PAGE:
Share on Facebook
Share on Twitter
Share on LinkedIn

Despite its name, a mechanic’s lien comes from home construction or remodeling work. The typical scenario involves a subcontractor or supplier who does not receive payment from the general contractor. The subcontractor or supplier tries and fails to work out payment with the general contractor and ultimately goes after the homeowner and the home instead.

Here is an overview of what you need to know about mechanic’s liens and what happens if you buy a house with a lien against it.

How a Mechanic’s Lien Happens

A mechanic’s lien usually starts as a dispute about payments from the general contractor. When a contractor fails to pay for labor or materials associated with a construction project, the subcontractors and suppliers can file a lawsuit against the contractor for a breach of contract.

But lawsuits take time and money. The lawsuit could also amount to nothing if the general contractor goes bankrupt or has no assets to attach.

Since the risks of filing a lawsuit against the contractor often outweigh its benefits, subcontractors and suppliers will often file a mechanic’s lien against the property. By filing a lien against the home, the subcontractor or supplier has a hard asset with value to pay off the lien.

The Value of the Lien

New York law allows the subcontractor or supplier to file a lien for the amount owed plus interest. The additional interest might make the lien substantially larger than the original debt.

How Your Property Ends Up with a Mechanic’s Lien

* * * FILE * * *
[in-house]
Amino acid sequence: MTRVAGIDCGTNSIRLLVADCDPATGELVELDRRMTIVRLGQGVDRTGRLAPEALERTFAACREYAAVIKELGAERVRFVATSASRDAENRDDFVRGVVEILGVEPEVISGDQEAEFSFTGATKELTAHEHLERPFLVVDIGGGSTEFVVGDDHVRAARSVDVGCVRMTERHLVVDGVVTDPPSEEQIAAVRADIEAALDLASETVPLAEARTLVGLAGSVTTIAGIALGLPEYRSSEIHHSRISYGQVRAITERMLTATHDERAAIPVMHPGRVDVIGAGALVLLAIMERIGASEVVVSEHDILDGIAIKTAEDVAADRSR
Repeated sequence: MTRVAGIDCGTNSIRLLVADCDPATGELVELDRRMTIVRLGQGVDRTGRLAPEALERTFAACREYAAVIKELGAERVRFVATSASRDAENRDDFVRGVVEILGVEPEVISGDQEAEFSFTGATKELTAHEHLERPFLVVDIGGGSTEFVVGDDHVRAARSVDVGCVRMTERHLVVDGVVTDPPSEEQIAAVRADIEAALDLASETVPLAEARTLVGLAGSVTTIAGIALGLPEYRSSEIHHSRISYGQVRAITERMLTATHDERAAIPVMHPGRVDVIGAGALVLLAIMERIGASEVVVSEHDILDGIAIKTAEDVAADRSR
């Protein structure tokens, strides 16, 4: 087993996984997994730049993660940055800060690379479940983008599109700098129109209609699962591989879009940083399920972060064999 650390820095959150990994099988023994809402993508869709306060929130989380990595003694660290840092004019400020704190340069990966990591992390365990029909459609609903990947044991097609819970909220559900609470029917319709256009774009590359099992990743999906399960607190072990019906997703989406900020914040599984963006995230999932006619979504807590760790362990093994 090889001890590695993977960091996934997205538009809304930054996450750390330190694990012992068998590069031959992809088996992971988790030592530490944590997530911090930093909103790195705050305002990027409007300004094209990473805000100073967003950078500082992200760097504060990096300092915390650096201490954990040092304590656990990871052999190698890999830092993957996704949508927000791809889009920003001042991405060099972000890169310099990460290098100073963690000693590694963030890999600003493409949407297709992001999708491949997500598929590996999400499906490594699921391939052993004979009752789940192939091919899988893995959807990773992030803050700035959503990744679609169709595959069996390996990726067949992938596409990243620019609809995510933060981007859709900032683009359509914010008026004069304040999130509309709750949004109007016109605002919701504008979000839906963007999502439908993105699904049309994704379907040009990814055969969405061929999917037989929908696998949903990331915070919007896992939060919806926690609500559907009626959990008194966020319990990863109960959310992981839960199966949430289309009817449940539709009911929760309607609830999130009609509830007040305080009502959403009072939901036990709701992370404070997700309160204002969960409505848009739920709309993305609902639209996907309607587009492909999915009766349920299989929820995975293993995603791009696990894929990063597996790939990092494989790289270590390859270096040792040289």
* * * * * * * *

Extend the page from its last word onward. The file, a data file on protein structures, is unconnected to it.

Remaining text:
A mechanic’s lien goes through three stages in New York:

1. Filing the Mechanic’s Lien

The subcontractor or supplier fills out a mechanic’s lien form along with a Notice of Mechanic’s Lien and files them with the county clerk where the property sits. The subcontractor or supplier does not need a written contract with the general contractor or property owner to file a mechanic’s lien. But subcontractors must hold a contractor’s license to file a mechanic’s lien.

Subcontractors and suppliers must act quickly to file a lien. Suppliers and subcontractors must file a mechanic’s lien for single-family homes four months after they complete the work or the last date the materials were supplied. For other construction projects, you have eight months to file the mechanic’s lien.

The clerk’s office records the Notice of Mechanic’s Lien. This means anyone conducting a title search can find the notice. However, most people only search their title when selling or buying a home.

To alert the homeowner to the lien, the subcontractor or supplier sends a copy of the notice to them. While this can put the lienholder in an awkward position, the notice will often push the homeowner to help collect the debt. Once the contractor satisfies the debt, the lien gets released.

2. Sending a Notice of Foreclosure

The notice of foreclosure tells anyone with an interest in the property that you intend to execute on your lien. The lienholder must give notice to the mortgage holder, homeowner, or any other lienholder of their intent to foreclose.

3. Foreclosing the Lien

A foreclosure lawsuit converts a mechanic’s lien to a judgment lien. A judgment lien puts the subcontractor or supplier in line to get paid if the home is ever sold.

Before Buying a House in New York

Before buying a house in New York, you will conduct a title search. The title search will uncover any liens against the home. If the home has a mechanic’s lien, the title search will usually alert you to it. This allows you to push the seller into paying off the liens before you buy the home.

Buyers also typically get title insurance. Title insurance protects the buyer if the title search fails to uncover relevant liens. If you end up buying a home subject to a mechanic’s lien, you can file a claim with the title insurance company.

To discuss your legal exposure to mechanic’s liens on the house you want to buy, contact Merlino & Gonzalez, a real estate and elder planning law firm in Staten Island, NY.